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Jeepers, the Answer Has Always Been to Raise Taxes

posted in: Weekly Commentary 0
By Lowell L. Kalapa

Although both gubernatorial candidates promised not to raise taxes, and certainly the new governor’s feet will be held to the fire on that promise, that doesn’t mean that others don’t have designs on raising taxes.
In fact, several groups have already been meeting to figure out what needs to be done at the state and/or county level. One lawmaker concerned about a recent report that child obesity in Hawaii is of epidemic proportions has suggested that children need to stop eating junk food which contributes to the problem. Flexing the muscled arm of government, he suggested that a sin tax be imposed on all junk food.
Once again, the myopic mentality of an elected official reigns. True to form, lawmakers believe that if there is a problem, all you have to do is to raise or impose a tax to solve the problem. In this case, this lawmakers believe that government should slap the hands of children with a tax so that they won’t buy and therefore eat junk food. Unfortunately, many lawmakers seem to operate in their own world and not in the world of reality. Who says that kids won’t whine and beg their parents for that little extra cost of the “sin” tax anyway and still get their hands on junk food.
What happened to personal responsibility? What happened to teaching parents that they have a responsibility to insure the health of their children? To a large degree, this attitude that government will take care of everything from the cradle to the grave has contributed to the problems facing government today. Government cannot be all things to all people. Funding yet another program without understanding the root of the problem is irresponsible. Setting priorities for what limited resources taxpayers can share with their government should be the reason voters elect their representatives.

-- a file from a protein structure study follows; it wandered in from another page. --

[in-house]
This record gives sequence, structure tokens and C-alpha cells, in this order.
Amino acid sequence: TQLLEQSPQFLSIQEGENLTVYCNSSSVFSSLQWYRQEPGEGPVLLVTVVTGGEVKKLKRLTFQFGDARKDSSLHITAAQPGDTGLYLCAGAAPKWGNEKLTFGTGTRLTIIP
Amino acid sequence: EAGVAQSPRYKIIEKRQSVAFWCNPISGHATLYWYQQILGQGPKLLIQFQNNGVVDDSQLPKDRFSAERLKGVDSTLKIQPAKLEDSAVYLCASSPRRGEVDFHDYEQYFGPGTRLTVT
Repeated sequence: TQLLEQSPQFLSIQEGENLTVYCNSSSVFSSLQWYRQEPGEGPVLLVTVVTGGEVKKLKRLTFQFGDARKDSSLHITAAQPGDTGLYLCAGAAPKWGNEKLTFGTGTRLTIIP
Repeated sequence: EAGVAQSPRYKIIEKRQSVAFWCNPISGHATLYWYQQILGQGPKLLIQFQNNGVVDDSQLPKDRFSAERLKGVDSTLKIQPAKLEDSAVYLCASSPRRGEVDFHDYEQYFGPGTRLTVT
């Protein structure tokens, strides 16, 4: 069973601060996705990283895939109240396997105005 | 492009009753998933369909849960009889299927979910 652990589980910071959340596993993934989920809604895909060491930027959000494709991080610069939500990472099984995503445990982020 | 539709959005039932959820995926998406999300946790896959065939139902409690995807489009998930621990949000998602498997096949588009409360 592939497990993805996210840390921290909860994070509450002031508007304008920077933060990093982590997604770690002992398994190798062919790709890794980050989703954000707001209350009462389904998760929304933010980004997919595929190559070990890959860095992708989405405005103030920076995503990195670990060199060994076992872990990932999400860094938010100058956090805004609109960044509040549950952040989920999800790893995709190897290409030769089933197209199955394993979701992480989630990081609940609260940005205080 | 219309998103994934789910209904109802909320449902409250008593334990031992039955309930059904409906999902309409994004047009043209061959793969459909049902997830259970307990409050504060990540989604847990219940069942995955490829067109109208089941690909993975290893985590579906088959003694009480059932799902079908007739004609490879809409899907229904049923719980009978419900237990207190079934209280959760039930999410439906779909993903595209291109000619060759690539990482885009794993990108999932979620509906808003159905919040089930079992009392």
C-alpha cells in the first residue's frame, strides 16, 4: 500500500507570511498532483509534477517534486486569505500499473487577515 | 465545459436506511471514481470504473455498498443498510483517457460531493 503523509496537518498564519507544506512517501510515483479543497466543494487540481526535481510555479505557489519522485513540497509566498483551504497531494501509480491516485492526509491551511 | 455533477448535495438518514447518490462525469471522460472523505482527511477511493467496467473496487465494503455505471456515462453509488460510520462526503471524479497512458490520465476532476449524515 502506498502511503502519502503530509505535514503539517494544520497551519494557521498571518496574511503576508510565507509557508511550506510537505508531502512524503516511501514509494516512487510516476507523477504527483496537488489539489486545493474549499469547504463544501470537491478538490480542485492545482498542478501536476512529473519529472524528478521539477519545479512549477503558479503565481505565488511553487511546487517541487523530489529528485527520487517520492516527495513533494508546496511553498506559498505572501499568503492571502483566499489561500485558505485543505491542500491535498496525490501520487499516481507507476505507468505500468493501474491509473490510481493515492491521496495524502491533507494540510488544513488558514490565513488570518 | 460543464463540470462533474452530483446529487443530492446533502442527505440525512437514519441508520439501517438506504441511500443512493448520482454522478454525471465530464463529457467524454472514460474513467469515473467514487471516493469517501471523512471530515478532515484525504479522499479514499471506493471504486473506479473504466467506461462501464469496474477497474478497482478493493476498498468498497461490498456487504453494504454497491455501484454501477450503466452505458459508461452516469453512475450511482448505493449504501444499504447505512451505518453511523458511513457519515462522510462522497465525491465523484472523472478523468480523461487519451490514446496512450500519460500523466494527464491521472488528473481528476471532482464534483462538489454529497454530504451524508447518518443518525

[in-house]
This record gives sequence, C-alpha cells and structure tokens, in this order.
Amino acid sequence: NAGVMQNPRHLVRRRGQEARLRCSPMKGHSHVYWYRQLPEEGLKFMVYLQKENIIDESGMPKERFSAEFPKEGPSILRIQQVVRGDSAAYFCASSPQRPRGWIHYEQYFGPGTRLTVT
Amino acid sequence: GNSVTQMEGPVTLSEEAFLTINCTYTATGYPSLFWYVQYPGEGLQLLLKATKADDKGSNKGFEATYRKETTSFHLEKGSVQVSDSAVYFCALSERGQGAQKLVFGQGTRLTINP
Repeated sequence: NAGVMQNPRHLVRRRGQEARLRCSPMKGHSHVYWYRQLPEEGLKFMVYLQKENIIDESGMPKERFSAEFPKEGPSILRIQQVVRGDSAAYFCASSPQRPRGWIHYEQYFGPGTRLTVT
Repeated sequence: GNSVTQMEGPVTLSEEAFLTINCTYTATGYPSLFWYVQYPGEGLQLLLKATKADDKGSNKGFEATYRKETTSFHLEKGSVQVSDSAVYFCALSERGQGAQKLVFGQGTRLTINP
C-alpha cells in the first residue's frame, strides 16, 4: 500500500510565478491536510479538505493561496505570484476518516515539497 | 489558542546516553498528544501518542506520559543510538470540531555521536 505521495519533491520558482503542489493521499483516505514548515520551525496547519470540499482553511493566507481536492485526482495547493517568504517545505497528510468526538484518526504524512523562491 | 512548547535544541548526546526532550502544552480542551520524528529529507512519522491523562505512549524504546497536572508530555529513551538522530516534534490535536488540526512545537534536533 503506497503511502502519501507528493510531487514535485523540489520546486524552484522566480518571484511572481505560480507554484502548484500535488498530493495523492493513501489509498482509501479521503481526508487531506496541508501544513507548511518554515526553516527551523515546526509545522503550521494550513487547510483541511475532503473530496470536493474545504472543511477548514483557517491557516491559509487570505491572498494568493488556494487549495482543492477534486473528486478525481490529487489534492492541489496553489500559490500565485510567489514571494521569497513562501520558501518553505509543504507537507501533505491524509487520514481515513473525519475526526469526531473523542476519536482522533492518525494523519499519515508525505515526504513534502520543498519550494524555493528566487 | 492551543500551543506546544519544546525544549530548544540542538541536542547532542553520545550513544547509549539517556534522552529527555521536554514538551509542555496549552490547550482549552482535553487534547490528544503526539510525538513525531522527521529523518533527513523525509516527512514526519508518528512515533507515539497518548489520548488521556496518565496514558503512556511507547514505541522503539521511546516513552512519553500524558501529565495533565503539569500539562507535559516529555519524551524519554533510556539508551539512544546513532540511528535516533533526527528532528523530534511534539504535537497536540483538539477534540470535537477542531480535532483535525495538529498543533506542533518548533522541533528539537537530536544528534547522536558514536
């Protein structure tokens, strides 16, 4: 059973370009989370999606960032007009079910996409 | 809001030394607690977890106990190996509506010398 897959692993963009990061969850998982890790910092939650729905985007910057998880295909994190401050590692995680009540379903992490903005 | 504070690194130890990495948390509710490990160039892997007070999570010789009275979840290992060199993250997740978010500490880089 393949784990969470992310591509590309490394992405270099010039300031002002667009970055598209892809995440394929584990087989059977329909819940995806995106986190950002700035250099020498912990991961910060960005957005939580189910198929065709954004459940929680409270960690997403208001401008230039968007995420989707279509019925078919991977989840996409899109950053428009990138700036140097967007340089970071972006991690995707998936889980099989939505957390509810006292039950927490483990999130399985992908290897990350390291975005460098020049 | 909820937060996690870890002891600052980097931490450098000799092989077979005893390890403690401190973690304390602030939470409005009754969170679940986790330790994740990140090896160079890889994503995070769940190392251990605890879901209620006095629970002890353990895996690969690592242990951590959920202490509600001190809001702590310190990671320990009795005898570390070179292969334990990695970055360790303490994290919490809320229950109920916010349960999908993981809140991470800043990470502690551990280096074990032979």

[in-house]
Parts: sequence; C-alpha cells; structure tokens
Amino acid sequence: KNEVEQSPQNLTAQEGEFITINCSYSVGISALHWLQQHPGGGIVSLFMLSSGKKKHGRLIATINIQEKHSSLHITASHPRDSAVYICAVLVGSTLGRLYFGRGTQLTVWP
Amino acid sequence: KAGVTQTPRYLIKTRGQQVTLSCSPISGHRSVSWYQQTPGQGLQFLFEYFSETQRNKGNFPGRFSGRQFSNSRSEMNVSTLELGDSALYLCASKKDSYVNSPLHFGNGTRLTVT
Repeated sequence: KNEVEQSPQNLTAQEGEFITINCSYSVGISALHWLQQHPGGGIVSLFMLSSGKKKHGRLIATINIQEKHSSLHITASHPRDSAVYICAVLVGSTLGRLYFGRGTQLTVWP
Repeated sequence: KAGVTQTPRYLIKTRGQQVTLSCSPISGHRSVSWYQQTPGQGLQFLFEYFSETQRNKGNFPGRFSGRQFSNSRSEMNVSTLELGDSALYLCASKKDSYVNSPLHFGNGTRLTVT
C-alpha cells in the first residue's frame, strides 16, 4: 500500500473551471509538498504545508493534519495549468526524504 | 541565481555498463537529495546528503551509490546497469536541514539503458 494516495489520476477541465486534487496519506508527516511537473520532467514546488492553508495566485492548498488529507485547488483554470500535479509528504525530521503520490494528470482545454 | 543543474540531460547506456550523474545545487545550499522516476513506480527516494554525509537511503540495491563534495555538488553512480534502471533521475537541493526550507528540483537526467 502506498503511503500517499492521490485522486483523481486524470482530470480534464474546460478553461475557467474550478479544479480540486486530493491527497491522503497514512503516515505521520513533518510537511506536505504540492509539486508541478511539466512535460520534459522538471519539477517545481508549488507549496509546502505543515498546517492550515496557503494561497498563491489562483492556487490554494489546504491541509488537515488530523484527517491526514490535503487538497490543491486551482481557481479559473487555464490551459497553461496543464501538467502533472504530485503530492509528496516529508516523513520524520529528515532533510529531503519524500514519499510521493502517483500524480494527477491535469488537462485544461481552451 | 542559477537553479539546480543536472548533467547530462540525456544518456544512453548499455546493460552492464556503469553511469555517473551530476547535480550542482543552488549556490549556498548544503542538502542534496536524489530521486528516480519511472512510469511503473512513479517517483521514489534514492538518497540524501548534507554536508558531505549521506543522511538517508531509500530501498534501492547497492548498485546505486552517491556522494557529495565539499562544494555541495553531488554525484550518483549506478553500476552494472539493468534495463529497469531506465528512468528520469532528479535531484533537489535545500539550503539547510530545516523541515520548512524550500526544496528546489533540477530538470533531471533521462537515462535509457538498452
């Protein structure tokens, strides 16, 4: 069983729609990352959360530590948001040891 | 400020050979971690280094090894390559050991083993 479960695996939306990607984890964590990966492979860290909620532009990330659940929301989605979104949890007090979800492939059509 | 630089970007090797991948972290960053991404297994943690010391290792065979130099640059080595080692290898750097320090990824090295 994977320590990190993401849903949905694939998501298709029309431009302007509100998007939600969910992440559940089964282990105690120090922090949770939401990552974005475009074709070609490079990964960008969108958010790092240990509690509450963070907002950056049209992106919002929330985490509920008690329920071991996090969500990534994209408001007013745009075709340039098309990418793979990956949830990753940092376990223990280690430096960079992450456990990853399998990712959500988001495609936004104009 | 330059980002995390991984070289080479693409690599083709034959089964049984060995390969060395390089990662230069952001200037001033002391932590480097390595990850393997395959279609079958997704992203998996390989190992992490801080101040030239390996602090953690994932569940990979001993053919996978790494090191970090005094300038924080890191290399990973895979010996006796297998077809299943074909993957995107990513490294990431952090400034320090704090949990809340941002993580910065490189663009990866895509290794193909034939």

And setting priorities is the key issue in another discussion that is taking place. In this case, citizens like architects and environmentalists believe overheard utility lines are a visual blight to Hawaii’s beautiful landscape. They believe that all utility lines should be placed underground so that we all can enjoy Hawaii’s gorgeous tropical scenery. And who wouldn’t like to be able to view the beautiful Pacific Ocean or the verdant Pali without all those unsightly utility lines to spoil the perfect photo of Diamond Head?
The problem is that it will cost millions of dollars. In fact, the proponents of this effort admit that the cost could be as high as a billion dollars or more. And just where will either the state or the counties find the money to undertake this project? Don’t worry, the discussion in this task is already turning in the direction of raising taxes or fees. Some of the participants have suggested that perhaps the utilities should take this cost on as it is their lines which are contributing to the problem.
Again, the myopic view seems to obscure the harsh reality that the utilities won’t absorb these costs as they are responsible to their stockholders. So the added cost of undergrounding their overhead lines will have to be passed on to customers. And who are the customers of these utilities? Why it is the same taxpayers that would have to foot the bill if taxes are raised to achieve the same goal.
Much as we would like to have everything and anything that we think government should provide us, taxpayers also need to recognize that someone has to pay for all these wants, needs, and desires. While many of us, especially elected officials, would like to think that “someone” is somebody else, invariably that “someone” is us. Elected officials would like us to believe that these services are “free,” that somehow either the money is going to fall out of the heavens or someone from Washington, D.C. is going to send us “free” federal funds.
The point of the matter is that as taxpayers we all pay for these “bright ideas.” If as taxpayers we are willing to pay higher taxes, then all of these projects can be undertaken. The real question then is “are you willing to pay more in taxes?”
And certainly some have said they are willing to pay higher taxes for such programs as education or to build a certain building or project. The problem with that approach is that if there is a certain core program or service that doesn’t appeal to a majority of taxpayers, then those services will go wanting. After all, things like sewers or helping people on welfare don’t have a large taxpayer constituency.
That’s why we have elected officials. They are there to set priorities and use the tax resources wisely. Trying to solve problems or provide new services by increasing taxes is not what voters want or need.

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